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Mediators Inflamm. 2002 Apr;11(2):95-8.

Levels of soluble ICAM-1 in premature and full-term neonates with infection.

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Neonatology Department, State Maternity Hospital Alexandra, Athens, Greece.



Infection in the neonatal period is an extremely serious condition and diagnosis is difficult. C-reactive protein (CRP) is widely used as a marker of infection; however, its usefulness is limited in the early phase. The role of soluble intracellular adhesion molecule-1 (sICAM-1), an adhesion molecule, has been examined in recent studies as an early marker of neonatal infection with controversial results.


Assessment of sICAM-1 concentrations and correlation with CRP, which is the currently used marker of infection, in order to use sICAM as an early diagnostic tool in neonates suspected for infection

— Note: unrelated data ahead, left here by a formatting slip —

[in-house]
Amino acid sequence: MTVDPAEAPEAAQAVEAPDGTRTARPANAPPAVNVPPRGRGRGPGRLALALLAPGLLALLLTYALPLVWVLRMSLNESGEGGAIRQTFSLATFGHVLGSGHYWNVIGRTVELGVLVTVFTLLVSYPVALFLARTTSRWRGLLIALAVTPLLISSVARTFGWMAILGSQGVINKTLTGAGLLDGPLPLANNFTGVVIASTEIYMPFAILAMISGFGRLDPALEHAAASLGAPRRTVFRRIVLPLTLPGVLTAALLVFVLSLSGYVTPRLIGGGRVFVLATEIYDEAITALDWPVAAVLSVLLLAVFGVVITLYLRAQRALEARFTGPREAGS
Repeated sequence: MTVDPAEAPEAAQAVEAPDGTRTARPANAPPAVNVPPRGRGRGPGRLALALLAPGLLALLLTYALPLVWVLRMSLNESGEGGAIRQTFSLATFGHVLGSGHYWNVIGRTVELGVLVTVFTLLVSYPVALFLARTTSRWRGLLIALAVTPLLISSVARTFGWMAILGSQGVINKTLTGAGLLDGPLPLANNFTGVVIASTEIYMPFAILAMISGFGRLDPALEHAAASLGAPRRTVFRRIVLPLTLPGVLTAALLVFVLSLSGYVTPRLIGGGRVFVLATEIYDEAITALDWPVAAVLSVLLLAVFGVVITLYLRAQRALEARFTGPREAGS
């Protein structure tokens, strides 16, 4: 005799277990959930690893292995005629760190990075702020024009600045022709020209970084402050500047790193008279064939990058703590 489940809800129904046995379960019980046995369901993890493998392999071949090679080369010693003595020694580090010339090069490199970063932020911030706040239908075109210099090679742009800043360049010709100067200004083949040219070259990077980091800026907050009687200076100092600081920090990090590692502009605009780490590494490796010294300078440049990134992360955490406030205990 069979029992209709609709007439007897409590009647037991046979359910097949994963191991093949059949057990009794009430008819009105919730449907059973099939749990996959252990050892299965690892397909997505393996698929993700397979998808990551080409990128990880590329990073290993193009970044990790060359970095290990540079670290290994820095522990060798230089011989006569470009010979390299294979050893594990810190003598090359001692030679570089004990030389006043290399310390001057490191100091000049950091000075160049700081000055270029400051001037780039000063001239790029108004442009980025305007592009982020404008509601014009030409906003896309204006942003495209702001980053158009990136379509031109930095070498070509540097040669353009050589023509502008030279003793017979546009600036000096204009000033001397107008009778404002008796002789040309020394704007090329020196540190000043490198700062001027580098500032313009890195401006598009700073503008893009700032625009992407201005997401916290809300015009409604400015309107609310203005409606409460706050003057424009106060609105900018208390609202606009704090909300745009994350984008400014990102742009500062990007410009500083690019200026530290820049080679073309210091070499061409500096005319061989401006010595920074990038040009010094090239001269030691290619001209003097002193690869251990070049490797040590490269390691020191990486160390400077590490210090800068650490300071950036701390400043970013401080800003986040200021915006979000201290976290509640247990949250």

Blood samples and blood cultures were obtained from two groups of pre-term and full-term neonates with clinical suspicion of infection prior to the initiation of antibiotics. The sICAM-1 and CRP values were compared with the corresponding noninfected ones (n = 10 each).


The sICAM-1 levels were found increased in the group of both premature and term neonates with infection compared with the corresponding healthy ones (P < 0.0001). Prematurity combined with infection resulted in excessive increase of the levels of sICAM-1 in comparison with full-term infected newborns (p < 0.001). CRP values were normal in all samples except one in both full-term and premature infected neonates on day 1 of clinically suspected infection. Serial detection of CRP values on days 2 and 4 of infection revealed a pattern according to which CRP values in premature neonates continued rising, while in the group of full terms these values, after rising on the second day, lowered on day 4.


Increased sICAM-1 levels can be detected early in both full-term and premature neonates with sepsis while CRP levels are within normal range at the same time. Assessment of sICAM-1 concentrations may be used as a diagnostic tool in neonates suspected for infection, resulting in earlier initiation of antibiotic therapy and therefore improving their outcome.

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